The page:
Mestna obcina Ljubljana
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Ljubljana, the capital of Slovenia, is a dynamic European city lying at an altitude of 298 meters above sea level in a broad basin between the Alps and the Adriatic Sea. Ljubljana's geographical position has governed its colourful past, since it is situated on a natural passage from Central Europe to the Mediterranean and toward the East called the "Ljubljana Gate." It is therefore not simply by pure coincidence that trade routes and waves of migration have passed through it since ancient times. From the times of the first settlers right down to the present day, the transit character of this area has stimulated the constant growth of economic and cultural ties with other cities and nations.
Today, Ljubljana stands at the intersection of the national expressway system currently under construction. Slovenia's "expressway cross" is oriented in two general directions: Vienna - Graz - Maribor - Ljubljana - Nova Gorica - Trieste - Venice and Munich - Salzburg - Jesenice - Ljubljana - Zagreb - Belgrade - Athens - Istanbul. Ljubljana's ring road and major streets offer convenient access to the expressway.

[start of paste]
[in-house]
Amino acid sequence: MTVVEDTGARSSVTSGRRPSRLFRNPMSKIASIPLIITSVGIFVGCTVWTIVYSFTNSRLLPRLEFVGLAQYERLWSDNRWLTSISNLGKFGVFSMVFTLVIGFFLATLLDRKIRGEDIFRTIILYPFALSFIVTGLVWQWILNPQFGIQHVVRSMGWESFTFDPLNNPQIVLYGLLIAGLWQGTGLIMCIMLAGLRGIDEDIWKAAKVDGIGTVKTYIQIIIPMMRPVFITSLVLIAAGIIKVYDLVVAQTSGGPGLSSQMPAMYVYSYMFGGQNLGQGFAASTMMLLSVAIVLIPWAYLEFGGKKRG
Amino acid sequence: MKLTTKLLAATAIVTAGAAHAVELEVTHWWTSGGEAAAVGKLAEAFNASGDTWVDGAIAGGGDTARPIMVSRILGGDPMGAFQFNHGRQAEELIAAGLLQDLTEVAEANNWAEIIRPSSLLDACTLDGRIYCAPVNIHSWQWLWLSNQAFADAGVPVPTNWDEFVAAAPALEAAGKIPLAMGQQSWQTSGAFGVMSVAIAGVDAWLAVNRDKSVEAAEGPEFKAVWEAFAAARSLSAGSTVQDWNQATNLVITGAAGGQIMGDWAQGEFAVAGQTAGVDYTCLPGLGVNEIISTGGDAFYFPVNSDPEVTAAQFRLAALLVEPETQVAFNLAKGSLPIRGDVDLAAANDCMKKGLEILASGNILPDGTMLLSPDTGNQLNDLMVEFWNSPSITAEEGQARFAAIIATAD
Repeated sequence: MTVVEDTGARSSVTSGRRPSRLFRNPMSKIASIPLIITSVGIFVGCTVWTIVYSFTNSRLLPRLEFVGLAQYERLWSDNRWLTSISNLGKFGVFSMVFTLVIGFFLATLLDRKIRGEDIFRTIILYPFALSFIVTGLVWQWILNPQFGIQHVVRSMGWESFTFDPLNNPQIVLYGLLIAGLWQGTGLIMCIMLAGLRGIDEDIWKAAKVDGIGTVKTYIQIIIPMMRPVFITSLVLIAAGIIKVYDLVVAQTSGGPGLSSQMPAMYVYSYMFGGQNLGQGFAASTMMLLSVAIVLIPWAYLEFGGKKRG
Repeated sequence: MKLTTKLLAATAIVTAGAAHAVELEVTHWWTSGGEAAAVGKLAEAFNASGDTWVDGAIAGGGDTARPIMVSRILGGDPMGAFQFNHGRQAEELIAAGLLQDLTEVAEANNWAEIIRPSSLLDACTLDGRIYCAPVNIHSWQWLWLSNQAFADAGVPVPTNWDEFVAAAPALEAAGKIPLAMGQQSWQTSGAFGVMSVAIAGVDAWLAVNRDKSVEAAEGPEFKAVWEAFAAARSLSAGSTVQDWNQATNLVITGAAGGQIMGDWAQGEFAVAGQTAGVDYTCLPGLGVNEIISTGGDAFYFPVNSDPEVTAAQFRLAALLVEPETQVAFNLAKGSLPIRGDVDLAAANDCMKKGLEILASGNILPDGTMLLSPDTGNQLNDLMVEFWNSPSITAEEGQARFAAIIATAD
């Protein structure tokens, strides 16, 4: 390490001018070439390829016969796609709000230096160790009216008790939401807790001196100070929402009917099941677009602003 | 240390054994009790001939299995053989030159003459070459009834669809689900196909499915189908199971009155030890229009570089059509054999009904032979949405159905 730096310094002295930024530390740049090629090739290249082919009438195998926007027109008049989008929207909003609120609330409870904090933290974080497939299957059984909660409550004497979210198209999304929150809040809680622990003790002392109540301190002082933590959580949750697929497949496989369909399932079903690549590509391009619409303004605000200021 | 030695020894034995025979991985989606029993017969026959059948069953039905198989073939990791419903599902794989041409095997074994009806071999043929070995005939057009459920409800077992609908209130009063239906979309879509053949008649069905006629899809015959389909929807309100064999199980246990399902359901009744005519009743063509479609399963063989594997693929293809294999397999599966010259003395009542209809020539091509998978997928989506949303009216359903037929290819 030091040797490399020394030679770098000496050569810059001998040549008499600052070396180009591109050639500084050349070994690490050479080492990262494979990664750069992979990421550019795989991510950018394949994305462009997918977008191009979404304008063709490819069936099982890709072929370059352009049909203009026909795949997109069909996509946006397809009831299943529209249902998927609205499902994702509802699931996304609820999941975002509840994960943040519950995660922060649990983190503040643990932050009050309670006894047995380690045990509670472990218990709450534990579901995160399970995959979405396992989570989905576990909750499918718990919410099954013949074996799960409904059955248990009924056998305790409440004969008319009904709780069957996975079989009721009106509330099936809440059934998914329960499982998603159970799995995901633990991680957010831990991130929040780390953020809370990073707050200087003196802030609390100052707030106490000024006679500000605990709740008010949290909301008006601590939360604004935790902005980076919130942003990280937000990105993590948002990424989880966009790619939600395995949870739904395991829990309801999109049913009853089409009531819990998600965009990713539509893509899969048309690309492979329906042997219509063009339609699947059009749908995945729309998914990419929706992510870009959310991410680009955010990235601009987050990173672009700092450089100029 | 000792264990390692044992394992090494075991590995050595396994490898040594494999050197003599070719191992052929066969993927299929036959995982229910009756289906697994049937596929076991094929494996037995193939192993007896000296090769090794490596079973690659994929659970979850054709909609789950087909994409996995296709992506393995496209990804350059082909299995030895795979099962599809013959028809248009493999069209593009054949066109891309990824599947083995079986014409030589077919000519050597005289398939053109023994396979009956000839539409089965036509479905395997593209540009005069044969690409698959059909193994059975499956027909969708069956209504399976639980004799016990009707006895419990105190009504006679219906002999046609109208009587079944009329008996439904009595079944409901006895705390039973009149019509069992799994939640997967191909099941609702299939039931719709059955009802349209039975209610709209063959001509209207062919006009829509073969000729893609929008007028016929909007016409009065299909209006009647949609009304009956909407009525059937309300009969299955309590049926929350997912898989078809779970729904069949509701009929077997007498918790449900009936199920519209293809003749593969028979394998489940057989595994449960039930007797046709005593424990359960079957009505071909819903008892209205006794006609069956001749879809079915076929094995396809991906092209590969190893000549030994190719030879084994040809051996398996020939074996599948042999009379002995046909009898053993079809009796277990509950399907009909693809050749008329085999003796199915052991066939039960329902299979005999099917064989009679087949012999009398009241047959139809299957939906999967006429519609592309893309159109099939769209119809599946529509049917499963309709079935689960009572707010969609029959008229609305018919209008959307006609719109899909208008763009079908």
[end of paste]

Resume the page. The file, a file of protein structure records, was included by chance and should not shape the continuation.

Ljubljana is also the junction of rail routes to Austria, Italy, and ports along the Adriatic Sea as well as eastwards.
Ljubljana's International Airport at Brnik, twenty five kilometers from the city, has contributed to the development of modern passenger and cargo air transport linking Ljubljana with many centers in Europe and other continents on the basis of daily flights. Adria Airways, Slovenia's national airline, has its headquarters in Ljubljana.
If one is to believe the legend, Ljubljana was founded by the Greek prince Jason who is said to have wintered here with the Argonauts during his flight with the stolen Golden Fleece from the Black Sea along the Danube, Sava, and Ljubljanica rivers on the Argo.
What is known for certain is that the first settlements of pile-dwellers sprang up in this region more than five thousand years ago, followed later by the Illyrians and the Celts. Somewhat greater proof of their stay in the area was left by the Romans who first settled here around 50 B.C. and founded the city of Emona, which in its most flourishing times numbered between five and six thousand inhabitants. Most made their living as merchants or tradesmen, while others were officials and retired soldiers. Emona suffered several barbarian invasions and was pillaged and severely damaged by the Huns under Attila in 452 A.D.
Our Slavic ancestors came into this region at the end of the 6th century and built a settlement against the safe flank of Castle Hill that gradually grew into a medieval town that spread across the banks of the Ljubljanica River.
The first written mention of Ljubljana dates back to 1144 when the city was referred to under the German name of Laibach. A phonetic transcription of the Slovene name for the city (Luwigana) appears in a later manuscript. Those to whom the city has endeared itself support the theory that the name can only stem from the word "ljubljena," which means "beloved."